Immunising your child is important


All parents must provide a school entry immunisation certificate when they enrol their child in primary school. This is a document that shows your child’s immunisation status. Your child’s immunisation history status is automatically provided to you from the Australian Childhood Immunisation Register when your child turns 18 months of age and five years of age.

You can also request the immunisation history statement at any time using the Medicare Online Services or by contacting the Australian Department of Human Services (DHS) or the Australian Childhood Immunisation Register.

To encourage parents to immunise their children at the appropriate age, the Australian Government also provides a Maternity Immunisation Allowance (MIA) for immunised children (or for those with an approved exemption from immunisation). This payment is not income tested and is paid in two instalments. The first instalment is paid between 18 and 24 months of age and the second instalment is paid after the four-year-old immunisations and before the child turns five.

Preparing for your child’s immunisation


When you take your child for each vaccination, it important to take your child’s My Health and Development Record (the green book introduced in October 2011) or Child Health Record (this earlier version is blue and was used before October 2011) so that the doctor, nurse or health worker can record your child’s visit. These records are an important reminder of when your child’s next immunisations are due and which children in the family are immunised.

There is also the option of setting up an eHealth record for your child and downloading the My Child’s eHealth Record app from the eHealth.gov.au website.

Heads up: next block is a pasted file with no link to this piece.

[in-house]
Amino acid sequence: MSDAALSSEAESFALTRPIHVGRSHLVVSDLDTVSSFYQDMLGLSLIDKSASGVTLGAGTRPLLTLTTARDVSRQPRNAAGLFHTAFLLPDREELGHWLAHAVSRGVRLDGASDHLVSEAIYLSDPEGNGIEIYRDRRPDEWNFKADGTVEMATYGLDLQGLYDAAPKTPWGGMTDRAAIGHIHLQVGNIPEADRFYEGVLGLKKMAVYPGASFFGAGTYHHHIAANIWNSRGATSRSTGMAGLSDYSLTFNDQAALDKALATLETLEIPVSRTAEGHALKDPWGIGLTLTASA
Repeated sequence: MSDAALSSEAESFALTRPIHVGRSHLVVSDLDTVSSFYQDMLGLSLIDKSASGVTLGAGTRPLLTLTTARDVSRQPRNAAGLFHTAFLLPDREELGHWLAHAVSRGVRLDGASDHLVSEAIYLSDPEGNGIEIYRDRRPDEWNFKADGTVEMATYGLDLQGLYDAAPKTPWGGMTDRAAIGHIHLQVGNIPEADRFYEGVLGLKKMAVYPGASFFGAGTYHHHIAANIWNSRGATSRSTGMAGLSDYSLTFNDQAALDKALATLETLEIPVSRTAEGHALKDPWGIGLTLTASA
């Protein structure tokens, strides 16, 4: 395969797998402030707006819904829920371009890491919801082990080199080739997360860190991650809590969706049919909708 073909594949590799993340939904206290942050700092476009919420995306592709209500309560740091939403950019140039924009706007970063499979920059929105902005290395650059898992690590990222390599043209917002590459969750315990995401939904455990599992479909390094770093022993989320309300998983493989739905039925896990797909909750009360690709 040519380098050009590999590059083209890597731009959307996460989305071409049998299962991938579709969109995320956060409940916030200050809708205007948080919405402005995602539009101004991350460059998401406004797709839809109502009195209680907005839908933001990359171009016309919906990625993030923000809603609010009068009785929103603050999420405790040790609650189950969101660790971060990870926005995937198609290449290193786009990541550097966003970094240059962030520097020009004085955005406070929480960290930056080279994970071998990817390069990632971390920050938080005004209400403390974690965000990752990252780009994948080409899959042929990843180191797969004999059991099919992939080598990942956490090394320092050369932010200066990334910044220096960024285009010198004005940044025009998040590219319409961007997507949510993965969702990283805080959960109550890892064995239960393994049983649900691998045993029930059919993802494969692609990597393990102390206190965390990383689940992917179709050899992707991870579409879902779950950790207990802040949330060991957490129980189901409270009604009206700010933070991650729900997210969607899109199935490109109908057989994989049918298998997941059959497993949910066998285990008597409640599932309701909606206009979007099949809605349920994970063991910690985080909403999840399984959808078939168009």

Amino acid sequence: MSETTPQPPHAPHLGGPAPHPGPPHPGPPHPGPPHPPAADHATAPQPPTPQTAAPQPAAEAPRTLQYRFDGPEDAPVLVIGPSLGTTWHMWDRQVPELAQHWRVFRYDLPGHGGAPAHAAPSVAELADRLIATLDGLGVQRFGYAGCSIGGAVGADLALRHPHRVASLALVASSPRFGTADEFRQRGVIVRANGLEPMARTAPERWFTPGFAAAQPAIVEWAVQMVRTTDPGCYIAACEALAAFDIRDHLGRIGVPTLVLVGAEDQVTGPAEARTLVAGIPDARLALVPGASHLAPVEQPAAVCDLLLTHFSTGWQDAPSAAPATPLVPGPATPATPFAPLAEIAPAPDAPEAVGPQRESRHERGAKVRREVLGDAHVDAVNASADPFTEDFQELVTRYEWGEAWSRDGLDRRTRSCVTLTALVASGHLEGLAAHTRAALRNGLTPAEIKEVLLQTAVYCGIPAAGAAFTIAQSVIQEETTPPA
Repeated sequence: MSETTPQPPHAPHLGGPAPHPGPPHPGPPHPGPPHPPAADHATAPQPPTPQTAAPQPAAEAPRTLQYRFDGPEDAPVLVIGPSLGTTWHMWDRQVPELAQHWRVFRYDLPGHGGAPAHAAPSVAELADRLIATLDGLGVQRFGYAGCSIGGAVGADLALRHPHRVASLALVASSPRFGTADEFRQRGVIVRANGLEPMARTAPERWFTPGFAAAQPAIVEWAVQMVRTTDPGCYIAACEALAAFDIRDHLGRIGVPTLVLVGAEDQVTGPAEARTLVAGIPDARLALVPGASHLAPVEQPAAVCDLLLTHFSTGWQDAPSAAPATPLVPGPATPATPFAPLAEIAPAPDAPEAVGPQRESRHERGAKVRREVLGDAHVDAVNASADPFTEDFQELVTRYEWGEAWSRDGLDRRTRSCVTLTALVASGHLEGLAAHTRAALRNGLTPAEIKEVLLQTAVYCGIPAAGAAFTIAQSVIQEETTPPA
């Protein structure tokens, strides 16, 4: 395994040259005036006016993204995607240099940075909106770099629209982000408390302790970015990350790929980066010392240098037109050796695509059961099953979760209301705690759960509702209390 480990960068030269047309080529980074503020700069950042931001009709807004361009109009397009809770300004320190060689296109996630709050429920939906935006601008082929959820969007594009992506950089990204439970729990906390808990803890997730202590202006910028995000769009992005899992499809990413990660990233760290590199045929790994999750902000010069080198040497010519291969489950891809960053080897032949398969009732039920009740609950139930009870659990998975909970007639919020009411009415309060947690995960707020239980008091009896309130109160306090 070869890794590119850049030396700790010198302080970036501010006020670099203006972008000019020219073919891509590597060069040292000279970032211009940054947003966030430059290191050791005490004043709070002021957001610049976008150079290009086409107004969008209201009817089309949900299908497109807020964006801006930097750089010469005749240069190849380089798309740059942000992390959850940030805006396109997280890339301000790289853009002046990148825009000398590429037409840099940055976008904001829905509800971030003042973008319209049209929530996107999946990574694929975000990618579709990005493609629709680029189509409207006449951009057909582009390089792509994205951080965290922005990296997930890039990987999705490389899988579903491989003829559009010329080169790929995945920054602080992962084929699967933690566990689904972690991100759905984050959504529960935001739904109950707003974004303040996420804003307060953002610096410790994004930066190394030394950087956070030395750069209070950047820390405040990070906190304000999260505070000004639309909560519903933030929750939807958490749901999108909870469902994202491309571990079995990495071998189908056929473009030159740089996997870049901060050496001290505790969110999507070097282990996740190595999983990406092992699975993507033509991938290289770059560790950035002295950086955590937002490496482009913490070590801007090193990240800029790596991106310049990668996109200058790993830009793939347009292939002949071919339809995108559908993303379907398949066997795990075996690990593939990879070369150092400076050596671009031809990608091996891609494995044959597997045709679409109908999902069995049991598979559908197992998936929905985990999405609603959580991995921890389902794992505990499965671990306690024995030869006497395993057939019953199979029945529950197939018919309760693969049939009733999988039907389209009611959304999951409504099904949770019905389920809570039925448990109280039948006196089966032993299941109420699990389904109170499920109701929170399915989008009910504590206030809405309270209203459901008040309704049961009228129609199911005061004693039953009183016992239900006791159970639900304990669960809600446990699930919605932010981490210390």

Pre-immunisation checklist


Before the immunisation, you need to tell the doctor or nurse if your child:
  • is unwell (temperature over 38.5 ˚C)
  • has had a severe reaction following any vaccine
  • has any severe allergies to any other medications or substances
  • has had any vaccine in the past month
  • has had an injection of immunoglobulin or received any blood products or a whole blood transfusion within the past year
  • was a pre-term infant born less than 32 weeks gestation, or weighing less than 2000 g at birth
  • as a baby, has had an intussusception (a blockage caused by one portion of the bowel sliding into the next piece of bowel like the pieces of a telescope)
  • has a chronic illness
  • has a bleeding disorder
  • does not have a functioning spleen
  • lives with someone with a disease or who is having treatment that causes lower immunity – examples include leukaemia, cancer or human immunodeficiency virus (HIV) or acquired immunodeficiency syndrome (aids), oral steroid medications, radiotherapy or chemotherapy
  • has a disease which lowers immunity (such as leukaemia, cancer or HIV/AIDS) or is having treatment that causes low immunity (such as oral steroid medications, radiotherapy or chemotherapy)
  • identifies as an Aboriginal and Torres Strait Islander person.

Side effects after immunisation


Immunisations are effective and safe although all medications can have unwanted side effects. Some children may experience a reaction to a vaccine. In virtually all cases, immunisation side effects are not as serious as the symptoms a child would experience if they were to contract the disease.

The mild side effects can include a mild fever and pain at the injection site. For specific information about side effects from different doses of vaccine, ask your doctor or healthcare professional.

Managing fever after immunisation


Common side effects following immunisation are usually mild and temporary (occurring in the first few days after vaccination). Specific treatment is not usually required.

There are a number of treatment options that can reduce the side effects of the vaccine including:
  • giving extra fluids to drink and not overdressing if there is a fever
  • although routine use of paracetamol after vaccination is not recommended, if fever is present, paracetamol can be given – check the label for the correct dose or speak with your pharmacist, (especially when giving paracetamol to children).

Managing injection site discomfort


Many vaccine injections may result in soreness, redness, itching, swelling or burning at the injection site for one to two days. Paracetamol might be required to ease the discomfort.

Concerns about side effects of immunisation


If the side effect following immunisation is unexpected, persistent or severe or if you are worried about yourself or your child’s condition after a vaccination, see your doctor or immunisation nurse as soon as possible or go directly to a hospital. Immunisation side effects may be reported to SAEFVIC, the Victorian vaccine safety and central reporting service.